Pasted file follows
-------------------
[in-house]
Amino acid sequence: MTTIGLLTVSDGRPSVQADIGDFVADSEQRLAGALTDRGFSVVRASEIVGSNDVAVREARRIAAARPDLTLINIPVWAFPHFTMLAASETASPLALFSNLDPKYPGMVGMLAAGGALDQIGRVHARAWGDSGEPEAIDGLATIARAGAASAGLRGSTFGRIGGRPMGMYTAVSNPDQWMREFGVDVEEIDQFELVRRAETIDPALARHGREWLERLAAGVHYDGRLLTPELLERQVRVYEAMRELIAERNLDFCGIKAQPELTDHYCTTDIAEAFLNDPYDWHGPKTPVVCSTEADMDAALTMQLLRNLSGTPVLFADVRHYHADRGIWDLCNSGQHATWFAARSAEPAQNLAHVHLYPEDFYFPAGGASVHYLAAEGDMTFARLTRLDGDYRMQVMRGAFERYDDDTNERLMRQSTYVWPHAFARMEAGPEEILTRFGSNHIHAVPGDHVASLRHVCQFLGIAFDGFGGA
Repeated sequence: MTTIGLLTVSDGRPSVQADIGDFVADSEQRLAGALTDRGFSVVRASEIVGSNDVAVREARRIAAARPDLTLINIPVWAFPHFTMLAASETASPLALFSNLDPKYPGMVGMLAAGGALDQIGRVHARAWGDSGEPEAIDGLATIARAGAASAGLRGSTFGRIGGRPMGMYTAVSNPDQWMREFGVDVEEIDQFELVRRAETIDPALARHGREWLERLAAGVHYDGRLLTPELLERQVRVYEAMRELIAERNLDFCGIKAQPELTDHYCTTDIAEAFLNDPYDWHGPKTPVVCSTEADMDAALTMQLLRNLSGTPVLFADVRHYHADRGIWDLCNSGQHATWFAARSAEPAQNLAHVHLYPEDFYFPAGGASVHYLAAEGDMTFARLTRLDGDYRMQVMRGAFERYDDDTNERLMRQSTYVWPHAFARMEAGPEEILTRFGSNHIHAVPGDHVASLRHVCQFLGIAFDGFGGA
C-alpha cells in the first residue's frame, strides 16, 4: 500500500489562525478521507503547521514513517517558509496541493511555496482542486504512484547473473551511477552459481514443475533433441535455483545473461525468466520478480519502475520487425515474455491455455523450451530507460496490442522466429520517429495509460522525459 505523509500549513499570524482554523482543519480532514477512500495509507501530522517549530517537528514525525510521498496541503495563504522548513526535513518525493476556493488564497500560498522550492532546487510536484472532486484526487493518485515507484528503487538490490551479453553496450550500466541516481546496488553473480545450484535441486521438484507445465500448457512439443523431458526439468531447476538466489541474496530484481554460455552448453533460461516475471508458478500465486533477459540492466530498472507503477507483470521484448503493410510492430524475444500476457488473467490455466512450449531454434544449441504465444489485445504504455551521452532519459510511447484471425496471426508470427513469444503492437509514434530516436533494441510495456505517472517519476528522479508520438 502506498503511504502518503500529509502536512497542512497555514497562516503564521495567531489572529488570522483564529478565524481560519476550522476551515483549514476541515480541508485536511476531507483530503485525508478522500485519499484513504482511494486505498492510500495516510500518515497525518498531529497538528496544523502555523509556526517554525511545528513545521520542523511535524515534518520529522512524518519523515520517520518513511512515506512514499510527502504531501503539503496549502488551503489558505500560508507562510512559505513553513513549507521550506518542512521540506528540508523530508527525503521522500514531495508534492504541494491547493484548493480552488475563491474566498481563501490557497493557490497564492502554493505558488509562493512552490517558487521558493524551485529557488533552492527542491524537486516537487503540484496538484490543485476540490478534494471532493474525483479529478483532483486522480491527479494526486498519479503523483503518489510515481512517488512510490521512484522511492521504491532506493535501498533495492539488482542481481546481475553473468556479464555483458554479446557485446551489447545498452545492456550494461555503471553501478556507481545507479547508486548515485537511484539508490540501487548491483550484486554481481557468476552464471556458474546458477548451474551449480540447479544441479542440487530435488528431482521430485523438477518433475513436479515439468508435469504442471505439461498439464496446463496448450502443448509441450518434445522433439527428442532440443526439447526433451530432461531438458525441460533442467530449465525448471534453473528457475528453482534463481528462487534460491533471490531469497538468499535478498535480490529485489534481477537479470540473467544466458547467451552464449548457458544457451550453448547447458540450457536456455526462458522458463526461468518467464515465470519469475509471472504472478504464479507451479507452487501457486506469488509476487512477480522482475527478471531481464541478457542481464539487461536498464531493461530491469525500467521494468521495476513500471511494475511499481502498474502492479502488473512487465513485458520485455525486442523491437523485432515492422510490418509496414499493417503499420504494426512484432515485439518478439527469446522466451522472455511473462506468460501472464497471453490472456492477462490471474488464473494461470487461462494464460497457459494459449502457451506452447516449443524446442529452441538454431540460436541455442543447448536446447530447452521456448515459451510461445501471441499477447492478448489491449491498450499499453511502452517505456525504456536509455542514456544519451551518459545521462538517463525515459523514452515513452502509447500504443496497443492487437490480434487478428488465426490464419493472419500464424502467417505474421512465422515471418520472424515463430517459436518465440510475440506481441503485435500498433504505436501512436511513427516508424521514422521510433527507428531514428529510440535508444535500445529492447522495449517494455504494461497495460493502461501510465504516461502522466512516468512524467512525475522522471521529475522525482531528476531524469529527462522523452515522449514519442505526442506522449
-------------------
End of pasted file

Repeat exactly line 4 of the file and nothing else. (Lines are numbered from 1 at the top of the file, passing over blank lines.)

C-alpha cells in the first residue's frame, strides 16, 4: 500500500489562525478521507503547521514513517517558509496541493511555496482542486504512484547473473551511477552459481514443475533433441535455483545473461525468466520478480519502475520487425515474455491455455523450451530507460496490442522466429520517429495509460522525459 505523509500549513499570524482554523482543519480532514477512500495509507501530522517549530517537528514525525510521498496541503495563504522548513526535513518525493476556493488564497500560498522550492532546487510536484472532486484526487493518485515507484528503487538490490551479453553496450550500466541516481546496488553473480545450484535441486521438484507445465500448457512439443523431458526439468531447476538466489541474496530484481554460455552448453533460461516475471508458478500465486533477459540492466530498472507503477507483470521484448503493410510492430524475444500476457488473467490455466512450449531454434544449441504465444489485445504504455551521452532519459510511447484471425496471426508470427513469444503492437509514434530516436533494441510495456505517472517519476528522479508520438 502506498503511504502518503500529509502536512497542512497555514497562516503564521495567531489572529488570522483564529478565524481560519476550522476551515483549514476541515480541508485536511476531507483530503485525508478522500485519499484513504482511494486505498492510500495516510500518515497525518498531529497538528496544523502555523509556526517554525511545528513545521520542523511535524515534518520529522512524518519523515520517520518513511512515506512514499510527502504531501503539503496549502488551503489558505500560508507562510512559505513553513513549507521550506518542512521540506528540508523530508527525503521522500514531495508534492504541494491547493484548493480552488475563491474566498481563501490557497493557490497564492502554493505558488509562493512552490517558487521558493524551485529557488533552492527542491524537486516537487503540484496538484490543485476540490478534494471532493474525483479529478483532483486522480491527479494526486498519479503523483503518489510515481512517488512510490521512484522511492521504491532506493535501498533495492539488482542481481546481475553473468556479464555483458554479446557485446551489447545498452545492456550494461555503471553501478556507481545507479547508486548515485537511484539508490540501487548491483550484486554481481557468476552464471556458474546458477548451474551449480540447479544441479542440487530435488528431482521430485523438477518433475513436479515439468508435469504442471505439461498439464496446463496448450502443448509441450518434445522433439527428442532440443526439447526433451530432461531438458525441460533442467530449465525448471534453473528457475528453482534463481528462487534460491533471490531469497538468499535478498535480490529485489534481477537479470540473467544466458547467451552464449548457458544457451550453448547447458540450457536456455526462458522458463526461468518467464515465470519469475509471472504472478504464479507451479507452487501457486506469488509476487512477480522482475527478471531481464541478457542481464539487461536498464531493461530491469525500467521494468521495476513500471511494475511499481502498474502492479502488473512487465513485458520485455525486442523491437523485432515492422510490418509496414499493417503499420504494426512484432515485439518478439527469446522466451522472455511473462506468460501472464497471453490472456492477462490471474488464473494461470487461462494464460497457459494459449502457451506452447516449443524446442529452441538454431540460436541455442543447448536446447530447452521456448515459451510461445501471441499477447492478448489491449491498450499499453511502452517505456525504456536509455542514456544519451551518459545521462538517463525515459523514452515513452502509447500504443496497443492487437490480434487478428488465426490464419493472419500464424502467417505474421512465422515471418520472424515463430517459436518465440510475440506481441503485435500498433504505436501512436511513427516508424521514422521510433527507428531514428529510440535508444535500445529492447522495449517494455504494461497495460493502461501510465504516461502522466512516468512524467512525475522522471521529475522525482531528476531524469529527462522523452515522449514519442505526442506522449